# Definition:Surjection

## Definition

Let $S$ and $T$ be sets or classes.

Let $f: S \to T$ be a mapping from $S$ to $T$.

### Definition 1

$f: S \to T$ is a **surjection** if and only if:

- $\forall y \in T: \exists x \in \Dom f: \map f x = y$

That is, if and only if $f$ is right-total.

### Definition 2

$f: S \to T$ is a **surjection** if and only if:

- $f \sqbrk S = T$

or, in the language and notation of direct image mappings:

- $\map {f^\to} S = T$

That is, $f$ is a **surjection** if and only if its image equals its codomain:

- $\Img f = \Cdm f$

## Graphical Depiction

The following diagram illustrates the mapping:

- $f: S \to T$

where $S$ and $T$ are the finite sets:

\(\displaystyle S\) | \(=\) | \(\displaystyle \set {a, b, c, i, j, k}\) | |||||||||||

\(\displaystyle T\) | \(=\) | \(\displaystyle \set {p, q, r, s}\) |

and $f$ is defined as:

- $f = \set {\tuple {a, p}, \tuple {b, p}, \tuple {c, q}, \tuple {i, r}, \tuple {j, s}, \tuple {k, s} }$

Thus the images of each of the elements of $S$ under $f$ are:

\(\displaystyle \map f a\) | \(=\) | \(\displaystyle \map f b = p\) | |||||||||||

\(\displaystyle \map f c\) | \(=\) | \(\displaystyle q\) | |||||||||||

\(\displaystyle \map f i\) | \(=\) | \(\displaystyle r\) | |||||||||||

\(\displaystyle \map f j\) | \(=\) | \(\displaystyle \map f k = s\) |

The preimages of each of the elements of $T$ under $f$ are:

\(\displaystyle \map {f^{-1} } p\) | \(=\) | \(\displaystyle \set {a, b}\) | |||||||||||

\(\displaystyle \map {f^{-1} } q\) | \(=\) | \(\displaystyle \set c\) | |||||||||||

\(\displaystyle \map {f^{-1} } r\) | \(=\) | \(\displaystyle \set i\) | |||||||||||

\(\displaystyle \map {f^{-1} } s\) | \(=\) | \(\displaystyle \set {j, k}\) |

## Also known as

The phrase **$f$ is surjective** is often used for **$f$ is a surjection**.

Authors who prefer to limit the jargon of mathematics tend to use the term **an onto mapping** for **a surjection**, and **onto** for **surjective**.

A mapping which is **not surjective** is thence described as **into**.

A surjection $f$ from $S$ to $T$ is sometimes denoted:

- $f: S \twoheadrightarrow T$

to emphasize surjectivity.

The $\LaTeX$ code for \(f: S \twoheadrightarrow T\) is `f: S \twoheadrightarrow T`

.

## Examples

### Arbitrary Finite Set

Let $S$ and $T$ be sets such that:

\(\displaystyle S\) | \(=\) | \(\displaystyle \set {a, b, c}\) | |||||||||||

\(\displaystyle T\) | \(=\) | \(\displaystyle \set {x, y}\) |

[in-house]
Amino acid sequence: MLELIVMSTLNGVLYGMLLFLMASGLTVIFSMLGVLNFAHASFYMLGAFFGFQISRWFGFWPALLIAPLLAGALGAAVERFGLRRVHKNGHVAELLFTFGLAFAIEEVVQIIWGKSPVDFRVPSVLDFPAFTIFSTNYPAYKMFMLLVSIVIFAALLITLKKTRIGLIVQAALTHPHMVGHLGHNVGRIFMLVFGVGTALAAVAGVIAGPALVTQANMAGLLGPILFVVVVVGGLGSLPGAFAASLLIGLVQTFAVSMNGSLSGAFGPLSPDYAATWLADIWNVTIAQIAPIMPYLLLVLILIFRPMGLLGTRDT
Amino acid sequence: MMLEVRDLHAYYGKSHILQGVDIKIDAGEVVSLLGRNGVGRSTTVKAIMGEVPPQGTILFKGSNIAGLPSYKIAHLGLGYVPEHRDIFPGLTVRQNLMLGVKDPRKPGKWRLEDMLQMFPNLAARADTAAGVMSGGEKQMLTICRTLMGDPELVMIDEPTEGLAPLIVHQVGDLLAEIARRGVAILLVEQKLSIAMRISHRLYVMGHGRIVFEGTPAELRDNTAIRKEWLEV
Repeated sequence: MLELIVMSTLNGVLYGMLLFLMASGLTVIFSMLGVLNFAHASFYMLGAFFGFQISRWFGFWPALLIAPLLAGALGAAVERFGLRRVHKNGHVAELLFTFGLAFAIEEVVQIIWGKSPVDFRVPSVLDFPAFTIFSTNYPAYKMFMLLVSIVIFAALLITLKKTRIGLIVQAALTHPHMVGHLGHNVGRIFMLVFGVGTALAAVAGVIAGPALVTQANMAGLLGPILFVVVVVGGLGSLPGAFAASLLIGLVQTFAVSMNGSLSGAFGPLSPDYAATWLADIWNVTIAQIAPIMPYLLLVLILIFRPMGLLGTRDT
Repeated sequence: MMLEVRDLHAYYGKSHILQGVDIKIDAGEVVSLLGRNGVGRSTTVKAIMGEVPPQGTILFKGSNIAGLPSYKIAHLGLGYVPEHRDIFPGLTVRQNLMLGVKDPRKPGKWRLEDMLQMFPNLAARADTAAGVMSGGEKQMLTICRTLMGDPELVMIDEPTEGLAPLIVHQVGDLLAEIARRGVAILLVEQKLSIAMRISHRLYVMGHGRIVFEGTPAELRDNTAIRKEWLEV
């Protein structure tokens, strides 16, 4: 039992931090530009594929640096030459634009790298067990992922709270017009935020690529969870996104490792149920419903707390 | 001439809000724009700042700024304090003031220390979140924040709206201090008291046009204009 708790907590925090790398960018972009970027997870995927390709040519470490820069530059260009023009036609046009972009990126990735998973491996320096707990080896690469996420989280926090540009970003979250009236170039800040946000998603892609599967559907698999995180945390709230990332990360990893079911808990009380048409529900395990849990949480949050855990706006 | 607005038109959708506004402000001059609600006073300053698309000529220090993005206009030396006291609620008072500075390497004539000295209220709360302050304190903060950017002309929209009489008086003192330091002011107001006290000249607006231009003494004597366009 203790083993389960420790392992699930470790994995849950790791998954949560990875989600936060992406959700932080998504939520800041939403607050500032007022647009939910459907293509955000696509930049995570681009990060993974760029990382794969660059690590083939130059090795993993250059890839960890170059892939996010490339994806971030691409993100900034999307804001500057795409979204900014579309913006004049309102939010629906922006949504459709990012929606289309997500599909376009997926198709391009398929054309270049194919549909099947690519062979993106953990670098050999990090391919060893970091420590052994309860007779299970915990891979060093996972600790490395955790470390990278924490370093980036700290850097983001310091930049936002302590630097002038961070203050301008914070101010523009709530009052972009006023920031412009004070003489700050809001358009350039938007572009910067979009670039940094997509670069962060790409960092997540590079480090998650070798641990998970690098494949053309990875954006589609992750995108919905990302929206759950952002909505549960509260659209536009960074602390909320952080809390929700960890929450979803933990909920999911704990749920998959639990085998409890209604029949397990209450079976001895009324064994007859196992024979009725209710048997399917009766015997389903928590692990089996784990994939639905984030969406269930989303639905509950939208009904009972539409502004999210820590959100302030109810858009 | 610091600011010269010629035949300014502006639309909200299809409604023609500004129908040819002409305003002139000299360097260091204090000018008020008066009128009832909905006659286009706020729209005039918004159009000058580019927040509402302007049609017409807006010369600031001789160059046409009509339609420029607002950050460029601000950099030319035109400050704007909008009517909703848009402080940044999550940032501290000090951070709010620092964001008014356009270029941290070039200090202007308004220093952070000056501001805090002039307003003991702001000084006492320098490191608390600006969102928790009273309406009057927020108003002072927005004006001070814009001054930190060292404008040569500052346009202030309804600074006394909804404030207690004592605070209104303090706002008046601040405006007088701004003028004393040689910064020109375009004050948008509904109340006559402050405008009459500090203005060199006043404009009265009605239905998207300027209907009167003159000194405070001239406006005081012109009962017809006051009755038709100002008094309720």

Let $f: S \to T$ be the mapping defined as:

\(\displaystyle \map f a\) | \(=\) | \(\displaystyle x\) | |||||||||||

\(\displaystyle \map f b\) | \(=\) | \(\displaystyle x\) | |||||||||||

\(\displaystyle \map f c\) | \(=\) | \(\displaystyle y\) |

Then $f$ is a surjection.

### Negative Function on Integers

Let $f: \Z \to \Z$ be the mapping defined on the set of integers as:

- $\forall x \in \Z: \map f x = -x$

Then $f$ is a surjection.

### Doubling Function on Reals

Let $f: \R \to \R$ be the real function defined as:

- $\forall x \in \R: \map f x = 2 x$

Then $f$ is a surjection.

### Floor Function of $\dfrac {x + 1} 2$ on $\Z$

Let $f: \Z \to \Z$ be the mapping defined on the set of integers as:

- $\forall x \in \Z: \map f x = \floor {\dfrac {x + 1} 2}$

where $\floor {\, \cdot \,}$ denotes the floor function.

Then $f$ is a surjection, but not an injection.

### $\map f x = \dfrac x 2$ for $x$ Even, $0$ for $x$ Odd

Let $f: \Z \to \Z$ be the mapping defined on the set of integers as:

- $\forall x \in \Z: \map f x = \begin{cases} \dfrac x 2 & : x \text { even} \\ 0 & : x \text { odd} \end{cases}$

Then $f$ is a surjection.

## Also see

- In Surjection iff Right Cancellable it is shown that a mapping $f$ is a surjection if and only if it is right cancellable.

- In Surjection iff Right Inverse it is shown that a mapping $f$ is a surjection if and only if it has a right inverse.

- In Preimages All Exist iff Surjection, it is shown that a mapping $f$ is a surjection if and only if the preimage of every element is guaranteed not to be empty.

- In Subset equals Image of Preimage iff Mapping is Surjection, it is shown that a mapping $f$ is a surjection if and only if the image of the preimage of every subset of its codomain equals that subset.

- Results about
**surjections**can be found here.

## Sources

- 1998: David Nelson:
*The Penguin Dictionary of Mathematics*(2nd ed.) ... (previous) ... (next): Entry:**onto** - 2008: David Nelson:
*The Penguin Dictionary of Mathematics*(4th ed.) ... (previous) ... (next): Entry:**onto**

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